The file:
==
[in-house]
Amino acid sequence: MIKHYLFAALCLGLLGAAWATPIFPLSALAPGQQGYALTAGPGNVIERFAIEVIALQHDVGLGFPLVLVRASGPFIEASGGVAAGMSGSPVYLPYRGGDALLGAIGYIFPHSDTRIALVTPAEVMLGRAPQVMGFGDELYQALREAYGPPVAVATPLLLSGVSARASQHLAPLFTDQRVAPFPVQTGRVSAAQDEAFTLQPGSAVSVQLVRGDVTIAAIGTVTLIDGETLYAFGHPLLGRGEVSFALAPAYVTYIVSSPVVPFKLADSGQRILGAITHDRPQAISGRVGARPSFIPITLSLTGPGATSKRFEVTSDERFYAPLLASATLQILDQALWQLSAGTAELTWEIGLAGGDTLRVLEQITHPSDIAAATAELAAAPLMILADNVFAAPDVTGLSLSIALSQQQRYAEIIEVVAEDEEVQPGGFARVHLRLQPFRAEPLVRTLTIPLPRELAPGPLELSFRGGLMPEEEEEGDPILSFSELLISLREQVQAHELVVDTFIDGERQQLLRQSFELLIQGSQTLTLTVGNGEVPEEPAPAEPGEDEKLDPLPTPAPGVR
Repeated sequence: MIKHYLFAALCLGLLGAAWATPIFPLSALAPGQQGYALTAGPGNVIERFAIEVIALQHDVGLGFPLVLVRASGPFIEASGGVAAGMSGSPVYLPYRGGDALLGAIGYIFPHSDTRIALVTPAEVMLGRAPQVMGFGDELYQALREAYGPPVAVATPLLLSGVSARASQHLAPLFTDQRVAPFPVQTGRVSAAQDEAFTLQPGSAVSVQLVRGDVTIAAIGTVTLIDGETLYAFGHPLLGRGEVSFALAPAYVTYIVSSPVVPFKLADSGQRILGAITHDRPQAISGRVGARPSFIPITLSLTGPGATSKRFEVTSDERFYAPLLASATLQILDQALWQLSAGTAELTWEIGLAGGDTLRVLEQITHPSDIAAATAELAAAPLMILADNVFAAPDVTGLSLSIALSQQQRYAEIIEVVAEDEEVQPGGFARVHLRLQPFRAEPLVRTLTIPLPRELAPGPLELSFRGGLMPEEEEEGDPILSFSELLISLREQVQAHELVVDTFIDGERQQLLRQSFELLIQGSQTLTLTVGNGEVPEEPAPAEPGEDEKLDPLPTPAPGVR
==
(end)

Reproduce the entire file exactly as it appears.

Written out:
[in-house]
Amino acid sequence: MIKHYLFAALCLGLLGAAWATPIFPLSALAPGQQGYALTAGPGNVIERFAIEVIALQHDVGLGFPLVLVRASGPFIEASGGVAAGMSGSPVYLPYRGGDALLGAIGYIFPHSDTRIALVTPAEVMLGRAPQVMGFGDELYQALREAYGPPVAVATPLLLSGVSARASQHLAPLFTDQRVAPFPVQTGRVSAAQDEAFTLQPGSAVSVQLVRGDVTIAAIGTVTLIDGETLYAFGHPLLGRGEVSFALAPAYVTYIVSSPVVPFKLADSGQRILGAITHDRPQAISGRVGARPSFIPITLSLTGPGATSKRFEVTSDERFYAPLLASATLQILDQALWQLSAGTAELTWEIGLAGGDTLRVLEQITHPSDIAAATAELAAAPLMILADNVFAAPDVTGLSLSIALSQQQRYAEIIEVVAEDEEVQPGGFARVHLRLQPFRAEPLVRTLTIPLPRELAPGPLELSFRGGLMPEEEEEGDPILSFSELLISLREQVQAHELVVDTFIDGERQQLLRQSFELLIQGSQTLTLTVGNGEVPEEPAPAEPGEDEKLDPLPTPAPGVR
Repeated sequence: MIKHYLFAALCLGLLGAAWATPIFPLSALAPGQQGYALTAGPGNVIERFAIEVIALQHDVGLGFPLVLVRASGPFIEASGGVAAGMSGSPVYLPYRGGDALLGAIGYIFPHSDTRIALVTPAEVMLGRAPQVMGFGDELYQALREAYGPPVAVATPLLLSGVSARASQHLAPLFTDQRVAPFPVQTGRVSAAQDEAFTLQPGSAVSVQLVRGDVTIAAIGTVTLIDGETLYAFGHPLLGRGEVSFALAPAYVTYIVSSPVVPFKLADSGQRILGAITHDRPQAISGRVGARPSFIPITLSLTGPGATSKRFEVTSDERFYAPLLASATLQILDQALWQLSAGTAELTWEIGLAGGDTLRVLEQITHPSDIAAATAELAAAPLMILADNVFAAPDVTGLSLSIALSQQQRYAEIIEVVAEDEEVQPGGFARVHLRLQPFRAEPLVRTLTIPLPRELAPGPLELSFRGGLMPEEEEEGDPILSFSELLISLREQVQAHELVVDTFIDGERQQLLRQSFELLIQGSQTLTLTVGNGEVPEEPAPAEPGEDEKLDPLPTPAPGVR